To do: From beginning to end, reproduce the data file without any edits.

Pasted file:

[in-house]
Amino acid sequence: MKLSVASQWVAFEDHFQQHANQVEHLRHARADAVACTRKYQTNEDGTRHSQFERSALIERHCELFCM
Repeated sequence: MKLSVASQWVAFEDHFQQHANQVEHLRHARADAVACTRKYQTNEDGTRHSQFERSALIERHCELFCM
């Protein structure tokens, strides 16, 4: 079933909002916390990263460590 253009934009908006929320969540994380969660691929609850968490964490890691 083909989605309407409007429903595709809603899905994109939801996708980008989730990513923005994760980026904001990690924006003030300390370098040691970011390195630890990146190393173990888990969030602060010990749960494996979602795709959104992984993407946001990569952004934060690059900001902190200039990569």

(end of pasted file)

[in-house]
Amino acid sequence: MKLSVASQWVAFEDHFQQHANQVEHLRHARADAVACTRKYQTNEDGTRHSQFERSALIERHCELFCM
Repeated sequence: MKLSVASQWVAFEDHFQQHANQVEHLRHARADAVACTRKYQTNEDGTRHSQFERSALIERHCELFCM
């Protein structure tokens, strides 16, 4: 079933909002916390990263460590 253009934009908006929320969540994380969660691929609850968490964490890691 083909989605309407409007429903595709809603899905994109939801996708980008989730990513923005994760980026904001990690924006003030300390370098040691970011390195630890990146190393173990888990969030602060010990749960494996979602795709959104992984993407946001990569952004934060690059900001902190200039990569």